Building emotional connections with customers

Small business expert Melinda Emerson shares tips you can use to build even stronger connections with your customers.

Melinda Emerson, known to many as SmallBizLady, is one of America's leading small business experts and is a paid contributor for Wells Fargo. 

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Published: August 15, 2013

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TEGAN JONES:           

Hi. I’m Tegan Jones for the Wells Fargo Business Insight Series. Today, we’re discussing how to build connections with customers using your business’s brand. Joining me is Melinda Emerson, SmallBizLady, and author of Become Your Own Boss in 12 Months. Thanks for joining me, Melinda.

MELINDA EMERSON:           

Happy to be here, Tegan.

JONES:           

Melinda, you’ve talked before about how customers buy from businesses they like, know, and trust. What’s the relationship between branding a business and making an emotional connection with customers?

EMERSON:           

Well, you make an emotional connection with customers when you resolve their pain. People buy when it hurts. So, your brand is everything. It’s your packaging. It’s your uniforms. I mean, it’s even the tone of the voice of the person that answers the phone at your business. What you want to do is have a brand that stands out from your competitors. And the best way to do that is to have your brand message communicate the problem that you solve.

JONES:           

So, if you’re a business owner, how can you take your business relationships to that next level?

EMERSON:           

It’s important to understand the value that your customers bring to your business financially. You should first understand how much money they spend with you monthly, quarterly, and annually.

Look at their industry. Is their industry changing? This will help you better position yourself and your customer will come to you before anyone else. That’s how you can take your business to the next level.

JONES:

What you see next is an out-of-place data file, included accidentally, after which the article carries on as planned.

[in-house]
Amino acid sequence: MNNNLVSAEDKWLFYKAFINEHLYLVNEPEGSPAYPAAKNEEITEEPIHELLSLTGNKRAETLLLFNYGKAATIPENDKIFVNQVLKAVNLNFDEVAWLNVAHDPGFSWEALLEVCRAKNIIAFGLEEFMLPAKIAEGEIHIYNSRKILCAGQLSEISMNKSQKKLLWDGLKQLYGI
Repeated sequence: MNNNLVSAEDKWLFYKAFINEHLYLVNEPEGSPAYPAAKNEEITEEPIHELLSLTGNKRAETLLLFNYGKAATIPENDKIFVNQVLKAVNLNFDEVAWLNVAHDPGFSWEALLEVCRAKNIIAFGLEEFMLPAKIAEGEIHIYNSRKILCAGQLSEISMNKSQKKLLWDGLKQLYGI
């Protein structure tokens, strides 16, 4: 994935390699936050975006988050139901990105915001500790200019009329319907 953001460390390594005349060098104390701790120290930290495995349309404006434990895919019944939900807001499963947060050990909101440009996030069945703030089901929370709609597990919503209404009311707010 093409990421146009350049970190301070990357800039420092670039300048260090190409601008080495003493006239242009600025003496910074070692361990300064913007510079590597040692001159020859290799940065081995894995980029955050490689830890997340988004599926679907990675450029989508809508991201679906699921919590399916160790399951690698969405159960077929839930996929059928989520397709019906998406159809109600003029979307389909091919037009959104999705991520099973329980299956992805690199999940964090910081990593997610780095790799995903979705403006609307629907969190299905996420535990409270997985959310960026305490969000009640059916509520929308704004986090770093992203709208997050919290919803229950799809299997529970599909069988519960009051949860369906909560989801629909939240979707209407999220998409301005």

What about one-on-one interactions with customers? Where do they fit in?

EMERSON:           

Every small business owner that has long-term contracts should schedule regular face-to-face meetings with your customers. You should use these interactions to get feedback on how you’re servicing their business. You want to find out if they’ve got any new products or services coming out.

And you also want to catch up personally. I have found in business that it is my personal relationships, it’s remembering people’s names, remembering their kids’ names, remembering their spouse’s name, and asking them about their upcoming vacation. That’s where you build deep emotional connection and rapport, and you build a friendship. And when you build friendships with your customers, your customers tend to become that much of a better advocate for your business internally.

JONES:           

What role does the competitive landscape play in this type of brand building? How can business owners determine why customers might choose another business over theirs?

EMERSON:           

Well, I think all small business owners should figure out who their top three competitors are. Look at their branding, look at their value proposition, and then look at their pricing. Evaluate things like their website, any online reviews, and determine really what benefits they are providing to their customers. You should consider using Google alerts to track their activities online. And you should use this information to determine how you’re going to position your business effectively against your competition.

JONES:           

Thanks, Melinda. I think these tips will help business owners build those emotional ties that create successful brands.

EMERSON:           

Happy to help, Tegan.

JONES:           

And thank you for joining us for this segment of the Wells Fargo Business Insight Series. To learn more about how Wells Fargo Business Banking can help you, visit wellsfargo.com/biz. In the meantime, we wish you continued success.

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